Advanced Search
MyIDEAS: Login to save this article or follow this journal

Investor Familiarity and Home Bias: Japanese Evidence

Contents:

Author Info

  • Takato Hiraki

    ()

  • Akitoshi Ito

    ()

  • Fumiaki Kuroki

    ()

Registered author(s):

    Abstract

    We examine how foreign and domestic portfolio investors, both classified into money managers, invest in Japanese firms over the sample period of 1985–1998. We propose the agency-familiarity hypothesis to explain investment behavior of these institutional investors focusing on the two firm-level variables: market capitalization and export ratios. Both types of institutional investors over-invest in familiar firms measured in firm size while each shows opposite preference patterns with respect to the export ratios. The foreign investors become more export-firm oriented in the second-half sample and the domestic orientation of the domestic institutional investors becomes statistically significant during the same second-half. Because of the location difference of their client investors, the compositions of familiar firms are different between these two types with respect to the firm’s export activities. Home bias at the firm level in terms of the sensitivity to the export ratio is evident for both types of investors, especially, in more recent years, although equity home bias at the country level has been gradually mitigated. Based on these macro- and micro-level results, we conclude that the investment behavior of money managers is more consistent with the agency-familiarity explanation than the information-based explanation regardless of their nationalities. Copyright Springer Science + Business Media, Inc. 2003

    Download Info

    If you experience problems downloading a file, check if you have the proper application to view it first. In case of further problems read the IDEAS help page. Note that these files are not on the IDEAS site. Please be patient as the files may be large.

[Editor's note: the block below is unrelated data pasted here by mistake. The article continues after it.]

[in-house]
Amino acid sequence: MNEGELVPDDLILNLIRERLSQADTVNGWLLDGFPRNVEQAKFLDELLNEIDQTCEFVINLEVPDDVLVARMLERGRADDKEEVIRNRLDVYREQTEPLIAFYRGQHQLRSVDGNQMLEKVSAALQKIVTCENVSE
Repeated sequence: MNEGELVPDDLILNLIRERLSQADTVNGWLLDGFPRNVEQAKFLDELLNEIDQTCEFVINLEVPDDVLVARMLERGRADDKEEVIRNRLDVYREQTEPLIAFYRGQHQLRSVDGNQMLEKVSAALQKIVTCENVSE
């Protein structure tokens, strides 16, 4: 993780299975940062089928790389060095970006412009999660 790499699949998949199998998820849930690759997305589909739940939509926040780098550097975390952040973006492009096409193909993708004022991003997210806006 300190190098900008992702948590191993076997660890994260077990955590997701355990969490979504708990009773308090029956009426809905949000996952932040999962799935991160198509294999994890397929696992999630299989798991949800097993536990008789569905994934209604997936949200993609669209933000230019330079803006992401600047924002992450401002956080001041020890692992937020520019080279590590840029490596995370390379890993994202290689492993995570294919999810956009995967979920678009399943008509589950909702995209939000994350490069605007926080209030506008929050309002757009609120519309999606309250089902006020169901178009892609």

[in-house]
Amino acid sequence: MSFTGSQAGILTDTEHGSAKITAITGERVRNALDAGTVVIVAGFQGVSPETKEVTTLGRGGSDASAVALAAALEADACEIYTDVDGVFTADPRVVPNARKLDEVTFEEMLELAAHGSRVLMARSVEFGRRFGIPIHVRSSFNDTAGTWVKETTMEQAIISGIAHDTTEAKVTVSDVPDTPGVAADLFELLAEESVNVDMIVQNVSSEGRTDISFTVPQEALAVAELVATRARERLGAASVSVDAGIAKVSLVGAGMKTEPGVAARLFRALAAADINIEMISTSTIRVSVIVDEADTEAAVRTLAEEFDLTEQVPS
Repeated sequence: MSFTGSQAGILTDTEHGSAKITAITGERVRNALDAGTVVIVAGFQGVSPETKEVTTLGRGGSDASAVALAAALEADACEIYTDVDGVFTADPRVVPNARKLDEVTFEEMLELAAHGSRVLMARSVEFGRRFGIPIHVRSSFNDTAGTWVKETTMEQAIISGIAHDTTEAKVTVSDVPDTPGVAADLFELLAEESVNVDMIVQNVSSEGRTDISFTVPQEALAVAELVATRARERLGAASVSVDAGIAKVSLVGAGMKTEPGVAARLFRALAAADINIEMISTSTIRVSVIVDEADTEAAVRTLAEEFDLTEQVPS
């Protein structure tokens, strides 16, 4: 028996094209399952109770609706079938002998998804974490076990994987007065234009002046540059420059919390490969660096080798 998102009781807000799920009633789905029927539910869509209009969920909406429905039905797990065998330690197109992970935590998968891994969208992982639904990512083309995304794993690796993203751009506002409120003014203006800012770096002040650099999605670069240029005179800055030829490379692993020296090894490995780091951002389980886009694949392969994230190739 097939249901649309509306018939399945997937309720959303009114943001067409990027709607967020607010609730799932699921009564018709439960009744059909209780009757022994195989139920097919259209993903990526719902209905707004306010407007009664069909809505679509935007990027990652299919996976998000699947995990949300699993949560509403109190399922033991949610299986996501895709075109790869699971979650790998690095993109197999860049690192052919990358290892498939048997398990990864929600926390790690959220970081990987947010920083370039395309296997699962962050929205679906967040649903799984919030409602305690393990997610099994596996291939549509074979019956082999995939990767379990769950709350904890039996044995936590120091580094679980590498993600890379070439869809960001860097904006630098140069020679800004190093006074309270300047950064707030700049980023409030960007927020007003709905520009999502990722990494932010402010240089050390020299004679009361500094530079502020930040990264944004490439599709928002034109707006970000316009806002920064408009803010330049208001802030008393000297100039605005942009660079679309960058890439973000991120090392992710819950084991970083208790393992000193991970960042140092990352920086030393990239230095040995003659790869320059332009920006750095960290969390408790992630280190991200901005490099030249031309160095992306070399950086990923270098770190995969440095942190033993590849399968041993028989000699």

File URL: http://hdl.handle.net/10.1007/s10690-005-4227-x
    Download Restriction: Access to full text is restricted to subscribers.

    As the access to this document is restricted, you may want to look for a different version under "Related research" (further below) or search for a different version of it.

    Bibliographic Info

    Article provided by Springer in its journal Asia-Pacific Financial Markets.

    Volume (Year): 10 (2003)
    Issue (Month): 4 (December)
    Pages: 281-300

    as in new window
    Handle: RePEc:kap:apfinm:v:10:y:2003:i:4:p:281-300

    Contact details of provider:
    Web page: http://springerlink.metapress.com/link.asp?id=102851

    Related research

    Keywords: foreign investors; home bias; institutional investors; investor familiarity; money managers; the Japanese stock market;

    References

    References listed on IDEAS
    Please report citation or reference errors to , or , if you are the registered author of the cited work, log in to your RePEc Author Service profile, click on "citations" and make appropriate adjustments.:
    as in new window
    1. Huberman, Gur, 2001. "Familiarity Breeds Investment," Review of Financial Studies, Society for Financial Studies, vol. 14(3), pages 659-80.
    2. Del Guercio, Diane, 1996. "The distorting effect of the prudent-man laws on institutional equity investments," Journal of Financial Economics, Elsevier, vol. 40(1), pages 31-62, January.
    3. Paul A. Gompers & Andrew Metrick, 2001. "Institutional Investors And Equity Prices," The Quarterly Journal of Economics, MIT Press, vol. 116(1), pages 229-259, February.
    4. Alan G. Ahearne & William L. Griever & Francis E. Warnock, 2000. "Information costs and home bias: an analysis of U.S. holdings of foreign equities," International Finance Discussion Papers 691, Board of Governors of the Federal Reserve System (U.S.).
    5. Tesar, Linda L. & Werner, Ingrid M., 1995. "Home bias and high turnover," Journal of International Money and Finance, Elsevier, vol. 14(4), pages 467-492, August.
    6. Lee Pinkowitz & Rene M. Stulz & Rohan Williamson, 2001. "Corporate Governance and the Home Bias," NBER Working Papers 8680, National Bureau of Economic Research, Inc.